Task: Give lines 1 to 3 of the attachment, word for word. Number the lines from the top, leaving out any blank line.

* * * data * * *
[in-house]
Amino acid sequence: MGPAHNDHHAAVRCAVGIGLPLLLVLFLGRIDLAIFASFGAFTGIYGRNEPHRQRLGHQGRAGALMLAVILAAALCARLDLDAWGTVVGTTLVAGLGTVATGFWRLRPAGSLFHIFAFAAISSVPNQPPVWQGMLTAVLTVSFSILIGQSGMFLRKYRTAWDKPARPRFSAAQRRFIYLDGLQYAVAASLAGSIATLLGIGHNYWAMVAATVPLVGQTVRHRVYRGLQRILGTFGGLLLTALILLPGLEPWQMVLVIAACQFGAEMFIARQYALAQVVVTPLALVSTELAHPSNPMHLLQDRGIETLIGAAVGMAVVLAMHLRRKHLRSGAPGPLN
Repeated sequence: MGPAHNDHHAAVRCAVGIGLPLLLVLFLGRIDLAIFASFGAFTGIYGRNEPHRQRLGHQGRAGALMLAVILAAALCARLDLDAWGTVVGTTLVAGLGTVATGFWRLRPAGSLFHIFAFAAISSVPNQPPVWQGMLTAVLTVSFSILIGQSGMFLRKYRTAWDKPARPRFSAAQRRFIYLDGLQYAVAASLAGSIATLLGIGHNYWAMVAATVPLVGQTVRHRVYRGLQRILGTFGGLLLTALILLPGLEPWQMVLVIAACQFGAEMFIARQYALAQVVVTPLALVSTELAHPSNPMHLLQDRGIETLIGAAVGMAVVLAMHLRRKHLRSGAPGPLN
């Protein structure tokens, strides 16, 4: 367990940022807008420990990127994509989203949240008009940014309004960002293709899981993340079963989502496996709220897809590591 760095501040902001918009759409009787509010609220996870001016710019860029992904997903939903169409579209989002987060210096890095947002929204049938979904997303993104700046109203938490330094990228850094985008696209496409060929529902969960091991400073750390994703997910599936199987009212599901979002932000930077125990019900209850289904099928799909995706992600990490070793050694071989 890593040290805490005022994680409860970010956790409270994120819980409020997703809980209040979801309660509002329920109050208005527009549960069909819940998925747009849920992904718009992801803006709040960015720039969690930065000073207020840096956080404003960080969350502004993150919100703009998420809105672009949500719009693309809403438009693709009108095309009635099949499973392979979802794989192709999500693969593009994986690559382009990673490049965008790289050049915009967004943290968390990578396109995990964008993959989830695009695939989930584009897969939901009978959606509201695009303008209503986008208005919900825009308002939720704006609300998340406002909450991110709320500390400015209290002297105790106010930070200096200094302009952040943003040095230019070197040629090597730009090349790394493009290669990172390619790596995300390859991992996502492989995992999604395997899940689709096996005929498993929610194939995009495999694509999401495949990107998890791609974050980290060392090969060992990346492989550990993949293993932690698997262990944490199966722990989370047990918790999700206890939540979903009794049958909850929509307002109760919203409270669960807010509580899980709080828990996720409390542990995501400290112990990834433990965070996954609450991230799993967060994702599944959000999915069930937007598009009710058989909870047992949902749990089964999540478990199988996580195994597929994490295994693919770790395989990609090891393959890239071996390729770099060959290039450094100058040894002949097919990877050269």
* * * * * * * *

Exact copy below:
[in-house]
Amino acid sequence: MGPAHNDHHAAVRCAVGIGLPLLLVLFLGRIDLAIFASFGAFTGIYGRNEPHRQRLGHQGRAGALMLAVILAAALCARLDLDAWGTVVGTTLVAGLGTVATGFWRLRPAGSLFHIFAFAAISSVPNQPPVWQGMLTAVLTVSFSILIGQSGMFLRKYRTAWDKPARPRFSAAQRRFIYLDGLQYAVAASLAGSIATLLGIGHNYWAMVAATVPLVGQTVRHRVYRGLQRILGTFGGLLLTALILLPGLEPWQMVLVIAACQFGAEMFIARQYALAQVVVTPLALVSTELAHPSNPMHLLQDRGIETLIGAAVGMAVVLAMHLRRKHLRSGAPGPLN
Repeated sequence: MGPAHNDHHAAVRCAVGIGLPLLLVLFLGRIDLAIFASFGAFTGIYGRNEPHRQRLGHQGRAGALMLAVILAAALCARLDLDAWGTVVGTTLVAGLGTVATGFWRLRPAGSLFHIFAFAAISSVPNQPPVWQGMLTAVLTVSFSILIGQSGMFLRKYRTAWDKPARPRFSAAQRRFIYLDGLQYAVAASLAGSIATLLGIGHNYWAMVAATVPLVGQTVRHRVYRGLQRILGTFGGLLLTALILLPGLEPWQMVLVIAACQFGAEMFIARQYALAQVVVTPLALVSTELAHPSNPMHLLQDRGIETLIGAAVGMAVVLAMHLRRKHLRSGAPGPLN